Jack TenneyExtra Point

by Jack Tenney, Publisher

June 2015

Can you keep a secret? Better yet, can I keep a secret?

The Freedom of Information Act (FOIA) describes the portal open for those wanting to know how to get what they want from those who would rather not give it. Federal information, that is. The law, enacted in 1966, describes how to get information kept by federal departments.

There’s a ton of other protocols applicable to state and local government information, public corporations, nonprofits, and student council meeting minutes.

Just to complicate things a bit, exceptions at every level allow those with information the right not to share it. There are seven exemptions. Seven is an often used number: days of the week, sacraments, veils, TD + PAT (that’s touchdown plus point after touchdown), deadly sins, wonders of the world, and like that.

Secrecy is the top exemption, “top secret” being the tippy-top reason to deny a FOIA request. For whatever it’s worth, information gained through a FOIA request is seldom free. Sometimes just to have a request denied can cost a fee — the no-free-lunch syndrome.

What about personal right of privacy? So — listen to Fed chair Janet Yellin as a demonstration of the effectiveness of using “So” to begin a sentence — say a cop stops you. The police are clearly entitled to see your license, registration, and proof of insurance. After that, you’re on your own. For instance, if asked where you are going, my bet is you are even allowed to lie, although why do that? After giving the required response, you are pretty much on your own.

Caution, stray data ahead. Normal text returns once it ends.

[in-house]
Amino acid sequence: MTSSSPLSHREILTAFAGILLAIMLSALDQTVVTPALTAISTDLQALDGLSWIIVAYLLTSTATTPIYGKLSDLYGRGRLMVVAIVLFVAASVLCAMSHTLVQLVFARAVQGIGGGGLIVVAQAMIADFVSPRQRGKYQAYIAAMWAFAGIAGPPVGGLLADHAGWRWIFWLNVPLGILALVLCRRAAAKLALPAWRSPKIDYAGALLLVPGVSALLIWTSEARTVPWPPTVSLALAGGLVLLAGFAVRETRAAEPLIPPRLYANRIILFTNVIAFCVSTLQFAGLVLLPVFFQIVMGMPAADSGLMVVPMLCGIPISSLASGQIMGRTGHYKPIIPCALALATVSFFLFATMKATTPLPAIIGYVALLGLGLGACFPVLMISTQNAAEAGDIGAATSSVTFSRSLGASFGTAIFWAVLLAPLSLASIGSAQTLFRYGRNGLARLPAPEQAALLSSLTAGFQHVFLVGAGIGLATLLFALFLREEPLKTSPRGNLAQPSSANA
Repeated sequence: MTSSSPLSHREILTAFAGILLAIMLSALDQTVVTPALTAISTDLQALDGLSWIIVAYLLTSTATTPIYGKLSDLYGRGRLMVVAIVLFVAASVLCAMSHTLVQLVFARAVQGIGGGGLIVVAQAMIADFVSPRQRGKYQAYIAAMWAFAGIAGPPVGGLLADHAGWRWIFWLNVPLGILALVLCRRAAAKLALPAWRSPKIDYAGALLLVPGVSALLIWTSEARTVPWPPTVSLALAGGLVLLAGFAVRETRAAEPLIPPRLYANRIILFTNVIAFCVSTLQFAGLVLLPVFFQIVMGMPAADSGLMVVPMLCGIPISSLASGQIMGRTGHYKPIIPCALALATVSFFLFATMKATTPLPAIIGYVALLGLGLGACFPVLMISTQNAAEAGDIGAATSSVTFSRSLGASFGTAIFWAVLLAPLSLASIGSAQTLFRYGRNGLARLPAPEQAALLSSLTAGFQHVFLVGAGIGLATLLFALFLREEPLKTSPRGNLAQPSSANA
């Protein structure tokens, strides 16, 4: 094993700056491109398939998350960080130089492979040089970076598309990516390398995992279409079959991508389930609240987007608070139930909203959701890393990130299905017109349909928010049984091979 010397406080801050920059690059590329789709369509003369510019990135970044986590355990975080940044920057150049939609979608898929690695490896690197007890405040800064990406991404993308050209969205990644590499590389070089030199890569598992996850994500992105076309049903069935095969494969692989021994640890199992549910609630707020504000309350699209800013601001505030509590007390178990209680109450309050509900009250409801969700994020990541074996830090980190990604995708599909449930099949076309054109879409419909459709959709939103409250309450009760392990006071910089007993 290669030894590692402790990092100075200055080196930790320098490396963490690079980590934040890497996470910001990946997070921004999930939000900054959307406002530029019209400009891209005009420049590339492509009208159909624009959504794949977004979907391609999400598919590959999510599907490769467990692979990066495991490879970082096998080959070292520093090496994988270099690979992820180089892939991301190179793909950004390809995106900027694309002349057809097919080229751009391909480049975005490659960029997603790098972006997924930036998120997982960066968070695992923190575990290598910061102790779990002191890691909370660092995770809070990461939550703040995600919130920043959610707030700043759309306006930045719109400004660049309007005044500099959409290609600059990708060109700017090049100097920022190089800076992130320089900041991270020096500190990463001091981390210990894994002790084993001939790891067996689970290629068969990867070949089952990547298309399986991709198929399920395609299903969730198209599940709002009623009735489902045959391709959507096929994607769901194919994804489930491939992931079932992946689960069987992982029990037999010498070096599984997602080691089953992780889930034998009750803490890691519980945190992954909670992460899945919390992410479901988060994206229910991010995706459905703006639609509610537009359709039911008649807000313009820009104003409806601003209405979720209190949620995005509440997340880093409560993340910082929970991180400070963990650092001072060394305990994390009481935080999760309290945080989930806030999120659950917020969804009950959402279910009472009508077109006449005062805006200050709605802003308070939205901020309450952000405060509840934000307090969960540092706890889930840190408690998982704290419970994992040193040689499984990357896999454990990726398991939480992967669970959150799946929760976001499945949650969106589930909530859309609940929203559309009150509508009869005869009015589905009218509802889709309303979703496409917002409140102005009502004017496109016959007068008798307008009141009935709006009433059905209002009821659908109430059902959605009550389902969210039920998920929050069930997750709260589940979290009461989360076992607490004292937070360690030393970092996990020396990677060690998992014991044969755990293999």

Here’s a good one. Years ago, I’m having a beer with an old high school chum and he tells me that a guy told him about participating in a gangland murder. “Geez!” I say, “You need to tell the police.”

The color drained from his face and he said, “What are you, nuts? Don’t ever tell anyone I ever said that.” Right. I didn’t tell anyone for, like, 50 years but now I just did. So — that segue-word again — some smarty cold-file detective wants to talk to me about it. What do you think? I am a journalist; I protect my sources, right?

Wait a minute, Judith Miller went to jail. OMG! I meant to say, “So, suppose years ago ...”